In the third circle, the most distant from the interviewee, people were placed who had not been mentioned yet, but who were close and important enough to be included in the elderly individual's social network. Only three out of the 38 participants placed people in this circle. These participants mentioned a total of four people in the external circle, resulting in an average of 0.1 people per network. All these were women, three were between 51 and 60 years old, and one was aged between 31 and 40 years old. Three were reported to be friends and one was a family member other than spouse, child, or grandchild. These individuals lived 15 minutes away, at most, had daily contact and had known each other for up to 20 years.
In addition to the fact that the participants' social networks were predominantly composed of women, data analysis revealed that the social networks of the female participants were larger than those of the male participants. A statistically significant correlation was observed between gender and the number of members within networks (p<0.01).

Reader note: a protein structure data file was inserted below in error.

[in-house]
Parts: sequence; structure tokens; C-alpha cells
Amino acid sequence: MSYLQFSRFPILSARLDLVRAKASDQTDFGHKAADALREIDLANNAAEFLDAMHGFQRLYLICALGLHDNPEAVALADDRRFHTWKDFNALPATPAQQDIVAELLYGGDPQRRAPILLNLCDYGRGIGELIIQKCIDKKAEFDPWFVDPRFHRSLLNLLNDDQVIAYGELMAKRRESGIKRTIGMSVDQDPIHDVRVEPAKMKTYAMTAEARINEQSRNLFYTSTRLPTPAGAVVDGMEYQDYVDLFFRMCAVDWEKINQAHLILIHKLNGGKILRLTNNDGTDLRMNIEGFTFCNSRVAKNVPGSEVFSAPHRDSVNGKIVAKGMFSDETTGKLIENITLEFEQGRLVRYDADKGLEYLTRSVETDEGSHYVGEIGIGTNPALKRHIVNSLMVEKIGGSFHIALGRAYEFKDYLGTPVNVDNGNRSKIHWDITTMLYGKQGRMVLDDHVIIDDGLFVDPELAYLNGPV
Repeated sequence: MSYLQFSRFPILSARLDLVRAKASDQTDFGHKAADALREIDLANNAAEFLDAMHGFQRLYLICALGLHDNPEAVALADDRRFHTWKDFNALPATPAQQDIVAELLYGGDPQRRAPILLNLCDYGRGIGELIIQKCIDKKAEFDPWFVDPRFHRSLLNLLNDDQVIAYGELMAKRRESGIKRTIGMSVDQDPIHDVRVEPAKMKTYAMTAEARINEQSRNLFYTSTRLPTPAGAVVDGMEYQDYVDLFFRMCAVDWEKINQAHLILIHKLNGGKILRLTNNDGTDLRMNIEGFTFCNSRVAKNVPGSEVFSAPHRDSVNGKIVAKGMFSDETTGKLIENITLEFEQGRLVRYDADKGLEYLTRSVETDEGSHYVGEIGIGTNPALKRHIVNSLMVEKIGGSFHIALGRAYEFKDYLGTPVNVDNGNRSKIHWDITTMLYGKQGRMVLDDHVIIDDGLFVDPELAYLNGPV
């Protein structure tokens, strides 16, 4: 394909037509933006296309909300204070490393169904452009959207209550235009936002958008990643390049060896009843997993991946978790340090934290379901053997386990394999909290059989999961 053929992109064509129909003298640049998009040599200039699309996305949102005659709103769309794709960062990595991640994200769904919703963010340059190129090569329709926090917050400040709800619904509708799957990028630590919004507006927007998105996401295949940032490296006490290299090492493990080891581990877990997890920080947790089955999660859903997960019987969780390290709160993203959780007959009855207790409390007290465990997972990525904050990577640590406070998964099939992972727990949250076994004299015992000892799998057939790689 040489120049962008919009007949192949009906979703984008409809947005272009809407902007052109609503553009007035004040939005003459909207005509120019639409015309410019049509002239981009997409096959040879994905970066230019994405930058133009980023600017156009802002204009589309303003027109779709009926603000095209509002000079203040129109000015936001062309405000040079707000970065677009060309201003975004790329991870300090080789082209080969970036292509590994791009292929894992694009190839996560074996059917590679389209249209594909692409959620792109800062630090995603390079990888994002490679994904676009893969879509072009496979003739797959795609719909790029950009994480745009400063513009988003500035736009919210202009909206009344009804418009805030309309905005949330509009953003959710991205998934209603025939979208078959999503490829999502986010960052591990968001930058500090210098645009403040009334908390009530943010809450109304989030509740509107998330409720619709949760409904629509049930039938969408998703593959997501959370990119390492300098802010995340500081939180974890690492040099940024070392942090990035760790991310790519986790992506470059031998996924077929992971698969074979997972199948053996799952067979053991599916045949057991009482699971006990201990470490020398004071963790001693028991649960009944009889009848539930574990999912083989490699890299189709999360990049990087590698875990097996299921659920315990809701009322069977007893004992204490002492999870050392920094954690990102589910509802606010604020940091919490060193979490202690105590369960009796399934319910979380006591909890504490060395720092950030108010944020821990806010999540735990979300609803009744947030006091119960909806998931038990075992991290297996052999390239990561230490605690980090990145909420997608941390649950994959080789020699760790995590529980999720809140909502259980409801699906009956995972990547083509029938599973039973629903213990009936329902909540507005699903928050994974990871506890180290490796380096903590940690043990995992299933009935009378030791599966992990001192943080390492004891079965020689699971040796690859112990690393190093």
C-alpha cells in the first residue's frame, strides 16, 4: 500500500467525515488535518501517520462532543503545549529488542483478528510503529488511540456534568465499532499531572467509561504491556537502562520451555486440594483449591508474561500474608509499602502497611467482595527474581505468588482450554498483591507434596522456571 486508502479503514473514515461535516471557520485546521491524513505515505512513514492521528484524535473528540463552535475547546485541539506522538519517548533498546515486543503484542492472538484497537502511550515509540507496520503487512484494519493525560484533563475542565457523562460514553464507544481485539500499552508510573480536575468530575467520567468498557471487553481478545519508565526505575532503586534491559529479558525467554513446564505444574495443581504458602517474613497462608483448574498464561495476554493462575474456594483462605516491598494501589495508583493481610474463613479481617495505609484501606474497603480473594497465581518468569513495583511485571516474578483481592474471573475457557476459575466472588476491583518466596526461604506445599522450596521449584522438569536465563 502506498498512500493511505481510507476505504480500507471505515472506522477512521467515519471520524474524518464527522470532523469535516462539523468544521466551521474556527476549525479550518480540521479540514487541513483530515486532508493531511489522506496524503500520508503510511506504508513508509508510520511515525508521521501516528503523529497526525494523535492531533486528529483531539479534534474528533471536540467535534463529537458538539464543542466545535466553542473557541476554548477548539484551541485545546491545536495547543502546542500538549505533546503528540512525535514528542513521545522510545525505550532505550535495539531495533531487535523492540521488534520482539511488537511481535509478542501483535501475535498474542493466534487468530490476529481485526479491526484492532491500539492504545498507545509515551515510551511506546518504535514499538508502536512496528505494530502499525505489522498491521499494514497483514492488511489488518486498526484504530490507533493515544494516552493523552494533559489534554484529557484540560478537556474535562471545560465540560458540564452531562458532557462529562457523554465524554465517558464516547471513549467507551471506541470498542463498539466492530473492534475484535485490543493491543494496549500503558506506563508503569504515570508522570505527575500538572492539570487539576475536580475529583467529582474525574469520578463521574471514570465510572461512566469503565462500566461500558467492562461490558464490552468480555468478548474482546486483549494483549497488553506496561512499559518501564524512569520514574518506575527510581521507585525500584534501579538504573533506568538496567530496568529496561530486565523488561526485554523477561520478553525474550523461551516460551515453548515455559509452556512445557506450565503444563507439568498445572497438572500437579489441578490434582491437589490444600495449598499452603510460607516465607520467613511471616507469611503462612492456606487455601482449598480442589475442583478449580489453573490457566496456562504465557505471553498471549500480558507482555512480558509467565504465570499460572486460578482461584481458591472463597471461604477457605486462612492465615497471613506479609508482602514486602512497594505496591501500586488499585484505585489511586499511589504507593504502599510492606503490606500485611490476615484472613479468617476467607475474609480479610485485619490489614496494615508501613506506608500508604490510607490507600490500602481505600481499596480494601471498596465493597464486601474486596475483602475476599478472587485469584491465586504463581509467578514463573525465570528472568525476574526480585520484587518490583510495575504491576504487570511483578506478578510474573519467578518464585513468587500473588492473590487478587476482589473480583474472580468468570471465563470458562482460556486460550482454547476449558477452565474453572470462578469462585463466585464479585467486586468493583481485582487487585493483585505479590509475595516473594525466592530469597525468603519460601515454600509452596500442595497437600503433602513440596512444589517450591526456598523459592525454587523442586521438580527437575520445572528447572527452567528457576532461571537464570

Functional aspects of the elderly individuals' social networks
The functional aspects of the participants' social support networks were assessed through six types of support: confiding important things; being reassured and encouraged during times of uncertainty; being respected; being cared for in a situation of disease; talking when sad, nervous or depressed; and talking about one's own health. In addition to listing the people from whom the participants receive each type of support, they also listed those to whom they provided support.
The analysis of the six support categories revealed that the elderly individuals provided and received all types of support, mostly from their children, female individuals, aged between 30 and 39 years old, who lived 15 minutes away, at most, and had daily contact or even lived together with the participants.